Wider passenger circulation corridors, larger boarding lounges and lobby spaces provide more seating and queuing room, improve passenger comfort and reduce peak time congestion.  In fact, the terminal was designed to be more people-friendly through the application of the concept of Universal Design.
 
These Universal Design concepts aim to make the terminal usable for people with many types of disability.  For example, WAA explains: “Elements of the new airport include features such as: rounded or angled corners rather than sharp 90-degree turns for easy navigation; door latch systems are operable with a single closed fist or open hand and no wrist rotation is required; public service counters and video display screens are situated at a height that can accommodate people at a seated height as well as a standing position; all airport alerts and public announcements are accompanied by an audible bell, strobe lights, and visual alerts on video monitors to warn people of safety concerns.”
The WAA also strived to build the new terminal to meet modern environmental and sustainability criteria.  For example, in 2012 it will receive the Leadership in Energy and Environmental Design (LEED) rating level of Certified, making it Canada’s first LEED-registered airport terminal.  Natural lighting, which pours in through 55 skylights and a total of 107,640 sq ft (10,000m2) of floor-to-ceiling glass on the groundside and airside reduces the need for electricity for lighting.  Sunshades and a glass etching process called ‘fritting’ control heat gain through the windows.  This provides passive solar control, reduces glare and diffuses light.  Radiant floor heating warms the terminal in the winter.  In the summer, cold water can be pumped through the floors, helping them absorb the heat from the sun where it shines on the floors.  The heating/ventilation/air conditioning system distributes air at a lower height than the more typical, but less efficient, ceiling height.  The terminal’s efficiency rating exceeds Canada’s Model National Energy Code for Buildings by 25%.
The LEED-registered terminal and its sustainability features attracted the attention of the Chicago Department of Aviation, which, last October, awarded the WAA one of six Airports Going Green awards; the other recipients were the Hartsfield-Jackson, Dallas-Fort Worth, Denver and Ithica Tompkins Regional airports and United Airlines.  The award recognises the value of airport projects and leadership in pursuit of sustainability in the aviation industry.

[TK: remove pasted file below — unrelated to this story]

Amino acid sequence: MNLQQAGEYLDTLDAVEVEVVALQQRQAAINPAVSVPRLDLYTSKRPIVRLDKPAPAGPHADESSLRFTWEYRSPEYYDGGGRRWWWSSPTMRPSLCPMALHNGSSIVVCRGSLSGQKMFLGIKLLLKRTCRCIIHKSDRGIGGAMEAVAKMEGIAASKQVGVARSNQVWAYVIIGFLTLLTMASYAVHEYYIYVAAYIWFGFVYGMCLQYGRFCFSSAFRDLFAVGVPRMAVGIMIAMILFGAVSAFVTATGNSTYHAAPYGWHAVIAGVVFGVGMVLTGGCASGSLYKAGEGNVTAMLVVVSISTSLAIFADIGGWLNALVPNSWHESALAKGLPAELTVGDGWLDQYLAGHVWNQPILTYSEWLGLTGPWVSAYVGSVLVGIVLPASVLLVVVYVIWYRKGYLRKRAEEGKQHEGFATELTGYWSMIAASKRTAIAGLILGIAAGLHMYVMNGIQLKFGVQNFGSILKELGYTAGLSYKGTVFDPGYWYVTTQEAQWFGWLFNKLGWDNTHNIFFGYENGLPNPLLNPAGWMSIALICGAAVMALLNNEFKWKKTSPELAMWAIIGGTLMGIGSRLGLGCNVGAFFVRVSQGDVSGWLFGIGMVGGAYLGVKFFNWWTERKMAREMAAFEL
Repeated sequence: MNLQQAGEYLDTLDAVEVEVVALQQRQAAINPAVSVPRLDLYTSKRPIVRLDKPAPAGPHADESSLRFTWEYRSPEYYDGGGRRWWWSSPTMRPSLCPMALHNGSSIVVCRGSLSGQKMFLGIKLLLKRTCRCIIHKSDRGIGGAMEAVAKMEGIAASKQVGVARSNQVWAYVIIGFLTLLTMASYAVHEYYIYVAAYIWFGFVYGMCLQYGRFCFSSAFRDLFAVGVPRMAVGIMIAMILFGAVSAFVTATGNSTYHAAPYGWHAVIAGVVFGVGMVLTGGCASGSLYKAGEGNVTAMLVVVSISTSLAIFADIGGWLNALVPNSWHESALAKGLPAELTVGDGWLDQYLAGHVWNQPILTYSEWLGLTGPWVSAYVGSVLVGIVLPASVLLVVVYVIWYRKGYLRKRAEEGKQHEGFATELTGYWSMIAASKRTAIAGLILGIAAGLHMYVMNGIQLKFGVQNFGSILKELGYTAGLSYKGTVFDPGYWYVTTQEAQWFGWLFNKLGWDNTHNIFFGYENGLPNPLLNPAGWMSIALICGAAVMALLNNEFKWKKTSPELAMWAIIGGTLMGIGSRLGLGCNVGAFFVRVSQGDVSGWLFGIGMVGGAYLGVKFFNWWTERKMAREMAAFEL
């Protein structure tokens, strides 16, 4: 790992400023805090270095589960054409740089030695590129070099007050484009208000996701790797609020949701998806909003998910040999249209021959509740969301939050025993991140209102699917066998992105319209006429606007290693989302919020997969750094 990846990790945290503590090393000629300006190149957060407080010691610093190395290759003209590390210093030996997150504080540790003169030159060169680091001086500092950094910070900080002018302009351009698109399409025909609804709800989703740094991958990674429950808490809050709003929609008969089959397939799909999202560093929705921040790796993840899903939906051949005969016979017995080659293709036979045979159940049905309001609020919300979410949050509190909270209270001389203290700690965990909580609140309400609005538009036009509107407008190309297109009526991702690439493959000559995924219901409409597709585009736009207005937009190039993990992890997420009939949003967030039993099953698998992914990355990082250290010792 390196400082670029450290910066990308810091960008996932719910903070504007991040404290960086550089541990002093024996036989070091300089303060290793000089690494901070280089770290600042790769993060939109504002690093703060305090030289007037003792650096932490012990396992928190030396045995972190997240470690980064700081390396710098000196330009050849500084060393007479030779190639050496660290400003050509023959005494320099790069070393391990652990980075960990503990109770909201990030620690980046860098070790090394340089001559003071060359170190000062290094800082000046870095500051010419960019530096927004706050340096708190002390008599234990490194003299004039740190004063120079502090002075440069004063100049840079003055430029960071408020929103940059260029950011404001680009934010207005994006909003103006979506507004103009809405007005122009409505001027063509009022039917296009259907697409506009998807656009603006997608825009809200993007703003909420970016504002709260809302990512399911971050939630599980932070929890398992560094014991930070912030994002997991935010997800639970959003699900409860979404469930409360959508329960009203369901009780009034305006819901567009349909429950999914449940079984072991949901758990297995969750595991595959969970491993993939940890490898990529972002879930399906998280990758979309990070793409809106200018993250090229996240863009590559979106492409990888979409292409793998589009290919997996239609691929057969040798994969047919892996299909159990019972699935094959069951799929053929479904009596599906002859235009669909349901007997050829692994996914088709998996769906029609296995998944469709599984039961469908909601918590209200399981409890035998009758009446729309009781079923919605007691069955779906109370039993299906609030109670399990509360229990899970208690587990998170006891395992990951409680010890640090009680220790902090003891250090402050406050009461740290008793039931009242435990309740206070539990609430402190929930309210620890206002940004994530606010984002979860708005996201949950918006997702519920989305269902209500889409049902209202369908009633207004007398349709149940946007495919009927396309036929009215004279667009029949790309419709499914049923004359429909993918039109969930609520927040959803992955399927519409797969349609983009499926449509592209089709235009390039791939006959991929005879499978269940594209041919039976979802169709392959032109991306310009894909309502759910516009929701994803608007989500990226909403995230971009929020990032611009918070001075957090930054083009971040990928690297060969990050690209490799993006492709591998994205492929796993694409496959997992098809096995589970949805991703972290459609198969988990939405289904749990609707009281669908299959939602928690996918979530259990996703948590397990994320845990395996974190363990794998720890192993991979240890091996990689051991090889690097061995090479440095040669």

Common-use check-in desks and kiosks, self-tagging of baggage, and baggage belts improve passenger flow and flexible use of the terminal.

“Our objective is to minimise impacts on the environment from development and daily operations through continuous improvement of environmental performance in a manner consistent with our overall mission and goals,” Mr Rempel says.
 
In a departure from the groundside-centric concessions layout in the old terminal, most of the concessions in the new facility are located on the airside.  Master concessionaire The Paradies Shops is responsible for retail operations, including PGA Tours, Rocky Mountain Chocolate Factory, Toad Hall Toys Inc and CNBC News.  Master concessionaire SSB Canada oversees the food and beverage services, including three Tim Hortons, two TGI Fridays, Stella’s Café and Bakery, Salisbury House, Upper Crust Bakery and Gondola Pizza; the airport lists 20 F&B and retail shops in the new terminal.
Other passenger amenities include free WiFi and charging stations for electronic devices, a Traveller’s Aid Kiosk on the departures level, automatic teller machines throughout the terminal, an airport chapel and Goldwing & Silverwing Ambassadors to provide assistance to passengers.  There is also a Valet and Away service for parking cars and later retrieval – with wash, oil change and dry cleaning completed, if requested.
Work on demolishing the old terminal is due to start this year and the site will be added to some 800 acres (324 ha) of airport land available for development.